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Szydlo v. United States

United States District Court, D. Connecticut

January 12, 2017

UNITED STATES OF AMERICA, Defendant/Third-Party Plaintiff,



         Plaintiff Regina Szydlo (“Szydlo”), a resident of Norwich, Connecticut, brings negligence claims against the United States of America (“USA”) under the Federal Tort Claims Act, 28 U.S.C. § 1346(b), as well as against Roman Landscaping & Fencing (“Roman”). [Dkt. No. 31.] Defendant USA moved to dismiss Szydlo's claim against it [Dkt. No. 28] and Szydlo opposed the motion [Dkt. No. 37]. USA additionally filed a Reply [Dkt. No. 38] and Szydlo obtained leave from the Court [Dkt. No. 40] to file a Sur-Reply [Dkt. No. 42].

         In addition, USA filed a Third-Party Complaint against Roman seeking indemnification and apportionment of any adverse judgment in the action against Szydlo. [Dkt. No. 21.] Roman moved to dismiss the Third-Party Complaint [Dkt. No. 27] and USA opposed the motion [Dkt. No. 32].

         The Court discusses each Motion to Dismiss in turn. For the reasons that follow, USA's Motion to Dismiss Is DENIED, and Roman's Motion to Dismiss the Third-Party Complaint is DENIED.

         I. USA's Motion to Dismiss Szydlo's Claims

         a. Factual Background

         Szydlo filed a Motion to Amend the Complaint on July 18, 2016 [Dkt. No. 24], and filed an Amended Complaint on August 11, 2016, one day after USA and Roman Landscaping filed their Motions to Dismiss. [Dkt. Nos. 27 (Roman's Motion), 28 (USA's Motion), 31 (Amended Complaint).] In response, the Court issued an Order granting Plaintiff's Motion to Amend, and stating “The Court will consider the pending motions to dismiss in light of the Amended Complaint.” [Dkt. No. 29.]

         On a motion to dismiss for lack of subject matter jurisdiction under Federal Rule of Civil Procedure 12(b)(1), the Court accepts as true “all material factual allegations in the complaint.” Shipping Fin. Servs. Corp. v. Drakos, 140 F.3d 129, 131 (2d Cir. 1998). Unlike a motion to dismiss under Federal Rule of Civil Procedure 12(b)(6), the Court also has “the power and obligation” to consider “evidence outside the pleadings, such as affidavits, ” to resolve questions of fact and determine whether subject matter jurisdiction exists. APWU v. Potter, 343 F.3d 619, 627 (2d Cir. 2003); see also Makarova v. U.S., 201 F.3d 110, 113 (2d Cir. 2000) (stating Courts refer to evidence outside the pleadings on a motion to dismiss for lack of subject matter jurisdiction). Accordingly, the following facts are taken from the material facts alleged in Szydlo's Amended Complaint and the exhibits to the parties' briefing regarding dismissal.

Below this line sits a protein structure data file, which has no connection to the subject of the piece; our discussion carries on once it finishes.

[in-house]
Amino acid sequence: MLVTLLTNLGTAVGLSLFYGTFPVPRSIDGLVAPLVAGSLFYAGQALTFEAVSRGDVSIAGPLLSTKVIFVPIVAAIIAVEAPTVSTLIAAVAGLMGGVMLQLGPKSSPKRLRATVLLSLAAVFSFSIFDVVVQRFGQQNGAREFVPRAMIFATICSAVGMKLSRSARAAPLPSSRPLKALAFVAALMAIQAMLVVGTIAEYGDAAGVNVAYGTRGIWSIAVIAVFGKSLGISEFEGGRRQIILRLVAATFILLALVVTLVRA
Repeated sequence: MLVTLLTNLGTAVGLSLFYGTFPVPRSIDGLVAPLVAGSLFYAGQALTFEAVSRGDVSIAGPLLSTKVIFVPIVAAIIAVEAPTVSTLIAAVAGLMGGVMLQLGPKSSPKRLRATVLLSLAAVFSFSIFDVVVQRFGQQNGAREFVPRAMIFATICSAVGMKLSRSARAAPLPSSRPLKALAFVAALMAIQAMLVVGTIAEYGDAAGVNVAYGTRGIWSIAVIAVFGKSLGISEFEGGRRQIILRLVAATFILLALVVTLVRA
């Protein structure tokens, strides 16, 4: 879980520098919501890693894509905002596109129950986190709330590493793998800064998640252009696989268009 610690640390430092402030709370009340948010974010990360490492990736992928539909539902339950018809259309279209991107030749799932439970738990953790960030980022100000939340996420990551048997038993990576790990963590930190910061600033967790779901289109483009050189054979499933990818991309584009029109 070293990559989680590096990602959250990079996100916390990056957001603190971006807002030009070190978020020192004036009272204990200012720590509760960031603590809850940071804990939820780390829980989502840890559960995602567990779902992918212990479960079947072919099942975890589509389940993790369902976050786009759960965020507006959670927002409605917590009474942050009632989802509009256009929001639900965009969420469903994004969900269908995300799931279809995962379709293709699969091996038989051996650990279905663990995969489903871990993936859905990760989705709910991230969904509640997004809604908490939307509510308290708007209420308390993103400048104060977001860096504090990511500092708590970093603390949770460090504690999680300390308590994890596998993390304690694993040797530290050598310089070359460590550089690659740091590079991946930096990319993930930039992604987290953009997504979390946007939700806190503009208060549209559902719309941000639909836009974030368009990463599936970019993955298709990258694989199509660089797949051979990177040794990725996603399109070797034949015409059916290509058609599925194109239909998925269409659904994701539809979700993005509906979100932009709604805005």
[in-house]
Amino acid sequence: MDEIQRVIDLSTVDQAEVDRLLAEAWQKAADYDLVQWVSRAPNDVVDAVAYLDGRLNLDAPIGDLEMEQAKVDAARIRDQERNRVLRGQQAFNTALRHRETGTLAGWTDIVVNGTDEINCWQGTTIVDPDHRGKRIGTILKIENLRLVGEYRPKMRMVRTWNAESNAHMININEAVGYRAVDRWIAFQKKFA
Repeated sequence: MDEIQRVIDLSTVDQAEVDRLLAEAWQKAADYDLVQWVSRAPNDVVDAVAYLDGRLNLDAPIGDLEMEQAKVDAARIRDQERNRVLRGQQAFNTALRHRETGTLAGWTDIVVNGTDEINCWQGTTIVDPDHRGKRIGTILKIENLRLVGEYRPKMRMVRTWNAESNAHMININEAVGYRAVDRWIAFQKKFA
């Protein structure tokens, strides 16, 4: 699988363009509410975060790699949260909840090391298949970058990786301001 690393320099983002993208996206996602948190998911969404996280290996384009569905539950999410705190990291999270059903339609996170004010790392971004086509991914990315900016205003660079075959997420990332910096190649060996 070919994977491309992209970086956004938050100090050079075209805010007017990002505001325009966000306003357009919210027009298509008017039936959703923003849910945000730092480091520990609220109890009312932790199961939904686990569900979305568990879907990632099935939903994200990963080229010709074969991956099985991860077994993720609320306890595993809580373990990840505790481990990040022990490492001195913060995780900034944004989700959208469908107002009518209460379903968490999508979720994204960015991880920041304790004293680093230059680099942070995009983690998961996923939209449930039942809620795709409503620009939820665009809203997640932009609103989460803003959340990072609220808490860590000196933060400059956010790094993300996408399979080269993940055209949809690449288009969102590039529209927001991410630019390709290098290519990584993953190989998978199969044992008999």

Throughout the relevant time period, USA had possession and control of certain property in Gales Ferry, Connecticut. [Dkt. No. 31 (Amended Complaint) at 1-2.] On that property was a post office open to the public (the “Post Office”), as well as adjacent sidewalks and parking areas. Id. at 2.

         Pursuant to a contract between USA and Roman, Roman “was responsible . . . for the winter maintenance of the sidewalks/walkways and parking areas adjacent to the post office, including the sidewalk/walkway that is the subject of this lawsuit.” Id. at 4. The contract between USA and Roman states, in relevant part:

The supplier will provide all necessary labor, equipment, materials, supplies and supervision to provide snow services as listed herein.
If the accumulation of snow exceeds two (2) inches, the supplier shall commence the snow operation without further notification, in accordance with the schedule specified below.
The supplier will plow/remove snow from the employee parking, the customer parking, the truck/loading dock, the sidewalks/steps/ramps, and the sidewalks abutting the property. The entire area is an estimated 9, 000 square footage. The supplier will apply salt/sand only when requested by the USPS . . .